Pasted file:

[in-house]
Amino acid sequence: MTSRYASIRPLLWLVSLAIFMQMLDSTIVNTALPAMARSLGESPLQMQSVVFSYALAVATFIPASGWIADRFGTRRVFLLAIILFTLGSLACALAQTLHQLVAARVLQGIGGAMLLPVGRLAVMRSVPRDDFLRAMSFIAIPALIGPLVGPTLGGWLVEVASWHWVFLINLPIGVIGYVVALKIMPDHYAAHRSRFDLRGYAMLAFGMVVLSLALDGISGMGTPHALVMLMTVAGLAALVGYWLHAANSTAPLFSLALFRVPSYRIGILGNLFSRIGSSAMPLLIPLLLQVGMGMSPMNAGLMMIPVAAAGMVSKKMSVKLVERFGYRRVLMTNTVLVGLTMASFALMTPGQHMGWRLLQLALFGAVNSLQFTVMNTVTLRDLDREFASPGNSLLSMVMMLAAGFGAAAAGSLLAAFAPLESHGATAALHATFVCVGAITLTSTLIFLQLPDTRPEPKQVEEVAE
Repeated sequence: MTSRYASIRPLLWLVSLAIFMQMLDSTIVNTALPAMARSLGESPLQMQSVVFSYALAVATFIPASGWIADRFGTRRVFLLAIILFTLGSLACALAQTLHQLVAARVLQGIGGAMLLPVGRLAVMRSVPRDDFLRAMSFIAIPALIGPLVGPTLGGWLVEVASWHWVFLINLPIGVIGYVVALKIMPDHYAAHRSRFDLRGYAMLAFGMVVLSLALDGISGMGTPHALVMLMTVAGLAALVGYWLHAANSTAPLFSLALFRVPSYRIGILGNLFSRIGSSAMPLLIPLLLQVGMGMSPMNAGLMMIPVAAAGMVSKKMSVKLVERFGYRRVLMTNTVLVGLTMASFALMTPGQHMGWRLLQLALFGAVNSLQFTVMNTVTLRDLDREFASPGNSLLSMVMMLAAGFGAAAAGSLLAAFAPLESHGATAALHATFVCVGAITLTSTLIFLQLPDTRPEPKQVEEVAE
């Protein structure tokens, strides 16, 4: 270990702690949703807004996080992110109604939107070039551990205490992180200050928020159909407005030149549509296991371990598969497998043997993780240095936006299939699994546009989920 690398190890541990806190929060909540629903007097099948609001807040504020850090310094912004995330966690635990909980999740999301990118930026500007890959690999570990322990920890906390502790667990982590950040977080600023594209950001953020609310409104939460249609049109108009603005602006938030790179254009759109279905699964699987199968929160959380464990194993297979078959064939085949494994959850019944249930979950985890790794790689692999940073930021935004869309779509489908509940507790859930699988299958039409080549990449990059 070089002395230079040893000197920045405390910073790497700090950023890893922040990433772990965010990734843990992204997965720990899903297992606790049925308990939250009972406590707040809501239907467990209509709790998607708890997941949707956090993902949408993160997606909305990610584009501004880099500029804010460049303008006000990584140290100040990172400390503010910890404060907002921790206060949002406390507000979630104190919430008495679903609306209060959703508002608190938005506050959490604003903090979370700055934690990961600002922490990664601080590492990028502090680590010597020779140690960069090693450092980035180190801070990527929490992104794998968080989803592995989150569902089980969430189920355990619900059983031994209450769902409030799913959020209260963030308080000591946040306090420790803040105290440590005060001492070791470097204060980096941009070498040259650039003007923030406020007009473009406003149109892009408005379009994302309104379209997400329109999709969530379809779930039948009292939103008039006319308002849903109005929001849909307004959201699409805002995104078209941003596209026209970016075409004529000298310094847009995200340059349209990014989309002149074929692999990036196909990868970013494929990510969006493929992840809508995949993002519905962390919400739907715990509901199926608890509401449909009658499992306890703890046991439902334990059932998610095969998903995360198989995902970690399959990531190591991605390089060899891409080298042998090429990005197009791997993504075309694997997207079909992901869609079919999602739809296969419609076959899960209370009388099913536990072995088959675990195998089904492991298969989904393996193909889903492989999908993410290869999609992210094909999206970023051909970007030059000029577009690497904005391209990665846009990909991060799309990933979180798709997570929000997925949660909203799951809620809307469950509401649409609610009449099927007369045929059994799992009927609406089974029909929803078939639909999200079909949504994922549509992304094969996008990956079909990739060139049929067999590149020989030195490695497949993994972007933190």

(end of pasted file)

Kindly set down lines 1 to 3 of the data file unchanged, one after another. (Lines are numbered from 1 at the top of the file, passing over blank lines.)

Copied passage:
[in-house]
Amino acid sequence: MTSRYASIRPLLWLVSLAIFMQMLDSTIVNTALPAMARSLGESPLQMQSVVFSYALAVATFIPASGWIADRFGTRRVFLLAIILFTLGSLACALAQTLHQLVAARVLQGIGGAMLLPVGRLAVMRSVPRDDFLRAMSFIAIPALIGPLVGPTLGGWLVEVASWHWVFLINLPIGVIGYVVALKIMPDHYAAHRSRFDLRGYAMLAFGMVVLSLALDGISGMGTPHALVMLMTVAGLAALVGYWLHAANSTAPLFSLALFRVPSYRIGILGNLFSRIGSSAMPLLIPLLLQVGMGMSPMNAGLMMIPVAAAGMVSKKMSVKLVERFGYRRVLMTNTVLVGLTMASFALMTPGQHMGWRLLQLALFGAVNSLQFTVMNTVTLRDLDREFASPGNSLLSMVMMLAAGFGAAAAGSLLAAFAPLESHGATAALHATFVCVGAITLTSTLIFLQLPDTRPEPKQVEEVAE
Repeated sequence: MTSRYASIRPLLWLVSLAIFMQMLDSTIVNTALPAMARSLGESPLQMQSVVFSYALAVATFIPASGWIADRFGTRRVFLLAIILFTLGSLACALAQTLHQLVAARVLQGIGGAMLLPVGRLAVMRSVPRDDFLRAMSFIAIPALIGPLVGPTLGGWLVEVASWHWVFLINLPIGVIGYVVALKIMPDHYAAHRSRFDLRGYAMLAFGMVVLSLALDGISGMGTPHALVMLMTVAGLAALVGYWLHAANSTAPLFSLALFRVPSYRIGILGNLFSRIGSSAMPLLIPLLLQVGMGMSPMNAGLMMIPVAAAGMVSKKMSVKLVERFGYRRVLMTNTVLVGLTMASFALMTPGQHMGWRLLQLALFGAVNSLQFTVMNTVTLRDLDREFASPGNSLLSMVMMLAAGFGAAAAGSLLAAFAPLESHGATAALHATFVCVGAITLTSTLIFLQLPDTRPEPKQVEEVAE